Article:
Our fourth floor room had a view of sorts of the Sapporo TV Tower.

In the morning we caught a highway express bus (at the train station) for Yoichi City - about an hour and twenty minutes with some scenic shoreline for the last 20 minutes or so of the ride.

Within minutes of getting off the bus, we were standing in front of what looked for anything like the entrance to a Scottish castle.  What is this thing doing in Hokkaido of all places?

つづく (to be continued)

Until next, sweet sailing.

Thursday, September 3, 2015

Shelter From The Storm

While we have a more substantial garage than the average Japanese household, it being a fully enclosed one car type, it isn't exactly spacious.  With three bicycles and a car in there, along with various tools and stored items, we were pretty much at the limit, so adding a recumbent trike was not going to work.   I needed another shelter for the trike.

Bicycle shelters are not uncommon here, but they usually are erected over bare ground or gravel which results in humidity problems (read "rust").    So I went about building something with a raised floor.

A year or so ago I had replaced Momo's large bench with a smaller one which is easier for her, as an older dog, to jump onto.  The old bench was set aside and was no longer in use.   I unbolted the legs of the old one which left me with two 90 cm square platforms with rails on the bottom.

I purchased a suitably sized shelter kit made of aluminum tubing and vinyl covering.  Well, I should say that most were too small, being designed for one bike and some were too large.   I went with "too large", but it worked out fine.  I bought three sheets of 90 x 180 cm plywood (painted on one side, as suggested by K) and cut them into pieces with a circular saw to make a floor for my "trike garage".  The floor with base is heavy enough to prevent even high winds from moving it.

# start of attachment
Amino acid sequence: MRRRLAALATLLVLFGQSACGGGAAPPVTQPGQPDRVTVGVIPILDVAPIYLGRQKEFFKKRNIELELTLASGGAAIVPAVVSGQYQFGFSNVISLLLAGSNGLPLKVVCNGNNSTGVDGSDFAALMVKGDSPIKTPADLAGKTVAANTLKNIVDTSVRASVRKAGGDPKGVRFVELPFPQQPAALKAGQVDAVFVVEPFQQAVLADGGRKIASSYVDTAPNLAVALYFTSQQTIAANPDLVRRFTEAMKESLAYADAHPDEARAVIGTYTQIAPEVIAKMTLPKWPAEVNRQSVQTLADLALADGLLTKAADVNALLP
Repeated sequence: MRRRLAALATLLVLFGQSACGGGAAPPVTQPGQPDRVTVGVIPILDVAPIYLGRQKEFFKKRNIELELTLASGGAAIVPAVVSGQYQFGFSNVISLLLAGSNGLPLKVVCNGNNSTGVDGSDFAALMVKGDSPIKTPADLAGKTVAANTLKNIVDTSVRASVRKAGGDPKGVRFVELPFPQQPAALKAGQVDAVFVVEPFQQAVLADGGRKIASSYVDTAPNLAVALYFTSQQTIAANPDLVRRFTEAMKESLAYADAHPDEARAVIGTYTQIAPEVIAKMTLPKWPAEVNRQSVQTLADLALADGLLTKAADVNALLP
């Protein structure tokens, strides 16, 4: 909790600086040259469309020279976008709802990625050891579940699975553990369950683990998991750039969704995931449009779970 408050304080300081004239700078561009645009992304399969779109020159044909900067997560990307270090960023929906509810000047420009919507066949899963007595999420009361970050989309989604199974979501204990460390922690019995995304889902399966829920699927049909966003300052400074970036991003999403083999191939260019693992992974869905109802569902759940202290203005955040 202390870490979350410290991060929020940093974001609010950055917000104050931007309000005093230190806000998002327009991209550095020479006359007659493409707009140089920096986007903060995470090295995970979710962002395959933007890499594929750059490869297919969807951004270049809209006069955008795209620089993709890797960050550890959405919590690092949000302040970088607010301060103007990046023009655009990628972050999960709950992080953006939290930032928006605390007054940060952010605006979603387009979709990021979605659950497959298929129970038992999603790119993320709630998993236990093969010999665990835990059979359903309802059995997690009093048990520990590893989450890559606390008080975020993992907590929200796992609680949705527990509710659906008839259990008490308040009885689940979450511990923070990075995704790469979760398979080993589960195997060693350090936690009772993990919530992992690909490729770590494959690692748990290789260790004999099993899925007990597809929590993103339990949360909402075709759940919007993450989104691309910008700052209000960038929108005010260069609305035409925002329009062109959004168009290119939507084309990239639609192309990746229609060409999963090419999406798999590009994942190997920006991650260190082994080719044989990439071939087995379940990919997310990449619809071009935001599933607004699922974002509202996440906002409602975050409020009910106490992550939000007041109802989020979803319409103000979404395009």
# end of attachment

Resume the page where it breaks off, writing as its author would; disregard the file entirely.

I screwed a center strip of plywood to hold the two platforms together, then added two larger pieces to form the front and back of the floor.   Then, I attached the base of the aluminum tube frame of the shelter to the edge of the floor using some electrical conduit straps.  I drilled countersunk holes for the flooring screws so that the floor is flat with no screw heads sticking up.

K and I carried that into position and added the rest of the frame and the cover, which is held down by elastic cords that go through gromets in the cover and are wrapped around the frame.   The garage measures about 160 cm wide by 220 cm long.   There is a zippered roll-up door at one end and the opening roughly matches the car garage awning width so opens right onto the concrete pad in front of the car garage.

The interior is about 170 cm high along the centerline.
I cut some left over ply to fit into the back of the garage as a shelf, coating the bare wood portion with urethane varnish along with some plywood strips to reinforce it in the center and at the side edges.

I found some plastic ramps at the home center which make it easy to roll  a bike or the trike into and out of the garage.    Now I have a shelter which holds my Raleigh and my trike.   The bottom of the floor is about 11 cm above the ground.   My bike and trike are high and dry in any weather.
Air pump and windscreen fairing (rolled up) on the shelf in the background.  Gekko FX 26 parked inside.  Ramp along the front base for easy entry and exit.  The flag pole has a connection just below the flag for easy mast shortening.

I keep the Raleigh bike along side the Gekko trike.  This gives us a bit more room in the car garage.  When we're not home, it's easy to link the bike and trike together with a security cable and lock.   Of course, most of the time, the door is zipped shut.  The project took about a day to complete. 

The project only took a day to complete.

Saturday's weather lools very promising for sailing (knock on fiberglass).

Until next, sweet sailing.